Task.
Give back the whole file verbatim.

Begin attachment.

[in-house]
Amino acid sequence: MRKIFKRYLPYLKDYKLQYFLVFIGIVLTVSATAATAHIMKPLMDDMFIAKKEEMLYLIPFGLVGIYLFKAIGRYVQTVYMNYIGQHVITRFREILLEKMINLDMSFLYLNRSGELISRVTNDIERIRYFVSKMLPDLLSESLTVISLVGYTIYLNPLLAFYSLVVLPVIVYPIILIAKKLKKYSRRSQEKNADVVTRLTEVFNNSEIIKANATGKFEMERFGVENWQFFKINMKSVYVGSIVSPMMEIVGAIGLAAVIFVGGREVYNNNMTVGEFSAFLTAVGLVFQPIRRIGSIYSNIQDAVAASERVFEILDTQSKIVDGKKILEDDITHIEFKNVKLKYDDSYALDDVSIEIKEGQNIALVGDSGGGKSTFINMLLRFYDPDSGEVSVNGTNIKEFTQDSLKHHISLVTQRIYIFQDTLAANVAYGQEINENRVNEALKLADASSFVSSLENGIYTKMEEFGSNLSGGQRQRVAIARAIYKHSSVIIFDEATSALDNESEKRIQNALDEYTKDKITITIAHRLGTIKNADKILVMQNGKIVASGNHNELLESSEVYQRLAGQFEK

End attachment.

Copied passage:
[in-house]
Amino acid sequence: MRKIFKRYLPYLKDYKLQYFLVFIGIVLTVSATAATAHIMKPLMDDMFIAKKEEMLYLIPFGLVGIYLFKAIGRYVQTVYMNYIGQHVITRFREILLEKMINLDMSFLYLNRSGELISRVTNDIERIRYFVSKMLPDLLSESLTVISLVGYTIYLNPLLAFYSLVVLPVIVYPIILIAKKLKKYSRRSQEKNADVVTRLTEVFNNSEIIKANATGKFEMERFGVENWQFFKINMKSVYVGSIVSPMMEIVGAIGLAAVIFVGGREVYNNNMTVGEFSAFLTAVGLVFQPIRRIGSIYSNIQDAVAASERVFEILDTQSKIVDGKKILEDDITHIEFKNVKLKYDDSYALDDVSIEIKEGQNIALVGDSGGGKSTFINMLLRFYDPDSGEVSVNGTNIKEFTQDSLKHHISLVTQRIYIFQDTLAANVAYGQEINENRVNEALKLADASSFVSSLENGIYTKMEEFGSNLSGGQRQRVAIARAIYKHSSVIIFDEATSALDNESEKRIQNALDEYTKDKITITIAHRLGTIKNADKILVMQNGKIVASGNHNELLESSEVYQRLAGQFEK